hope floats…and the mind wanders
In the warmer month of September, my salty wannabe partner and I bought a sailboat. This wasn’t quite a whim as much as it was a compromise: a boat could be cheaper than therapy and it’s something we could do together or with friends and family (once we re-learn the fine art of sailing). And, in fact, having the boat has been a lovely blend of wonderful and challenging, which is exactly like therapy, right?
Our little (24 foot) boat’s name is Esther (named after the grandmother of the Episcopal Priest who owned her before). She’s not spectacular or fancy, and she needs a bit of work and tender loving care, but she floats beautifully and her sails get us moving (when the wind cooperates). Being on her makes me happy, and in the few times we’ve taken her out onto the lake, I’ve noticed so many different things about myself and the ways I navigate the world. So, as is my tendency, I made a list and I named it:
a yogi boater’s manifesto for life:
- Plans are a nice start, but be ready to ditch or alter them to account for weather conditions, things that don’t work, things that go missing, or things that get broken. Crazy mix-ups happen. Be prepared for the crazy. Which leads me to;
- Look around and know your surroundings. It’s as important to know the workings of the boat and the rules of the
roadwater as it is to have a sense of what is happening outside of the boat. Obstacles could lie underneath the surface of the water, tides could shift, and wind conditions can change at any time. Be aware and be prepared. And then;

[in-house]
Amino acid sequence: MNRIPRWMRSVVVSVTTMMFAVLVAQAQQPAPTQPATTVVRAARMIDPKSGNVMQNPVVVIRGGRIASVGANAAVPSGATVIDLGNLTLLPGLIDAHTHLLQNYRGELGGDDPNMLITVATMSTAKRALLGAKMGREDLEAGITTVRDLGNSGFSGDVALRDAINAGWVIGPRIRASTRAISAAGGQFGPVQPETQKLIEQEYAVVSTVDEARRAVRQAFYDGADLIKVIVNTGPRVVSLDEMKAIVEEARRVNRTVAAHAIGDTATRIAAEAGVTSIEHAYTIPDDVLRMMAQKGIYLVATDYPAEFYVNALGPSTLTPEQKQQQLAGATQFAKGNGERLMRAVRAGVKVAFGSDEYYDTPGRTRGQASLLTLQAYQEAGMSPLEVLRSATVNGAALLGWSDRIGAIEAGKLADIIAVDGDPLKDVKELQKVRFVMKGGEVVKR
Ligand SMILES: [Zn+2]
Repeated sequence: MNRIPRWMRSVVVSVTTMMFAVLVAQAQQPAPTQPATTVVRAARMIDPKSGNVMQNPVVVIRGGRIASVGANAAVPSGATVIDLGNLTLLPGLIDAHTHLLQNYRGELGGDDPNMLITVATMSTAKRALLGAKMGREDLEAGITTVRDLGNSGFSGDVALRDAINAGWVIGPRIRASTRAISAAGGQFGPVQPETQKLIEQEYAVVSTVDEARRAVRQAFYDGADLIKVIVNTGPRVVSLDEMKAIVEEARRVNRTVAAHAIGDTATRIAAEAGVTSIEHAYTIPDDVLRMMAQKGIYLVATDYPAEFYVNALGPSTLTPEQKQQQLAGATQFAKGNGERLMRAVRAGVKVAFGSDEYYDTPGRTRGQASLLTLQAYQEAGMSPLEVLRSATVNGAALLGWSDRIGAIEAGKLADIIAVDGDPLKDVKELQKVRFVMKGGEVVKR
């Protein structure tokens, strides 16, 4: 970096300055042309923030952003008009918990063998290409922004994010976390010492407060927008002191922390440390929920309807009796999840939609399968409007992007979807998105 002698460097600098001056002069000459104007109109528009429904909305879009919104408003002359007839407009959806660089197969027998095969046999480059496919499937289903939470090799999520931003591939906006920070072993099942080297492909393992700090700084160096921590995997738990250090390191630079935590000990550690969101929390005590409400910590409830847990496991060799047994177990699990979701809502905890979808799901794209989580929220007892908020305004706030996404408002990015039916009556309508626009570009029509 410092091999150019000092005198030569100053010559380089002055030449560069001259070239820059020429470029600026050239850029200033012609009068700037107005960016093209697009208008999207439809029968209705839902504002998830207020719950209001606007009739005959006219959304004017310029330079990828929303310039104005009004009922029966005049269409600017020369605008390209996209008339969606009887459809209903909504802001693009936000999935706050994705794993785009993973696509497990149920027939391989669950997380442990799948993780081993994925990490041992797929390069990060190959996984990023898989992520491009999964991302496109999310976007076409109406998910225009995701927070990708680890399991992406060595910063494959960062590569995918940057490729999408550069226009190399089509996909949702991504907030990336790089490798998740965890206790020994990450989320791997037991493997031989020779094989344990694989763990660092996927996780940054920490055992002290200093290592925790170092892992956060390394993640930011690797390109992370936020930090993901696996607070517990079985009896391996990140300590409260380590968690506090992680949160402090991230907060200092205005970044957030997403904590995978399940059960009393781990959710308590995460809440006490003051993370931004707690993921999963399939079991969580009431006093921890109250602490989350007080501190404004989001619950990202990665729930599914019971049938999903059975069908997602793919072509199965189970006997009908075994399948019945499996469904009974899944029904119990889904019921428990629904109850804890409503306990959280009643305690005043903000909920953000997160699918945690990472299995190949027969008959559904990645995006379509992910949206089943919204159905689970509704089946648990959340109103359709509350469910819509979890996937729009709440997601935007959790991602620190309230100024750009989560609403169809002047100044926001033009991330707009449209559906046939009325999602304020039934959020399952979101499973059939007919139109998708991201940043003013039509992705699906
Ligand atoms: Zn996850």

- Let go of control. You aren’t in it. (Also known as the “Aparigraha” or “non- grasping” principal). It’s far more enjoyable to stay in the moment and recognize that I can’t control the wind or the experience of the other people on the boat. I can only be here now. And that’s really enough. In fact, it’s better than enough- when I let go and open up to the moment and what’s happening in it, it can be really fabulous. Worrying about what could happen only takes away from appreciating what is happening.
- Not only is the world changing, but you are, too. I have to remind myself on a daily basis that I’m getting older (which means my body might not always do the things I’d like it to do). Despite the fact that I ride my bike to work, practice yoga on a regular basis, and feel relatively spry and flexible, getting on and off a boat isn’t as easy as it was when we lived aboard in our twenties. This is humbling, to say the least. And it’s a good reminder to continue to do the things that keep me moving as well as to slow down and pay attention.
- The need for order (Shaucha, people). Just because it’s a small boat doesn’t mean it shouldn’t be shipshape. As much as I crave and actually prefer smaller spaces, I go insane with chaos. And chaos is easier to spot in tighter quarters. Besides aesthetics, it’s also extraordinarily important to be able to find that thingamajig or the whatsamawho at a moment’s notice.
- Being barefoot on a boat is as good as being barefoot on the earth. I have a friend who once told me that he could tell if I had gone more than a reasonable period of time without letting my feet touch the earth. I will now add the surface of a boat to that statement. If the sun is shining, I prefer to let my feet breathe in the air (even when it’s cold). This is why I keep wooly socks on board.
- The body holds memory of movement. After being on a boat all day, one might notice the sensation of movement when standing still. A good reminder that what we do stays with us- so be thoughtful of how you treat your body (and mind, for that matter).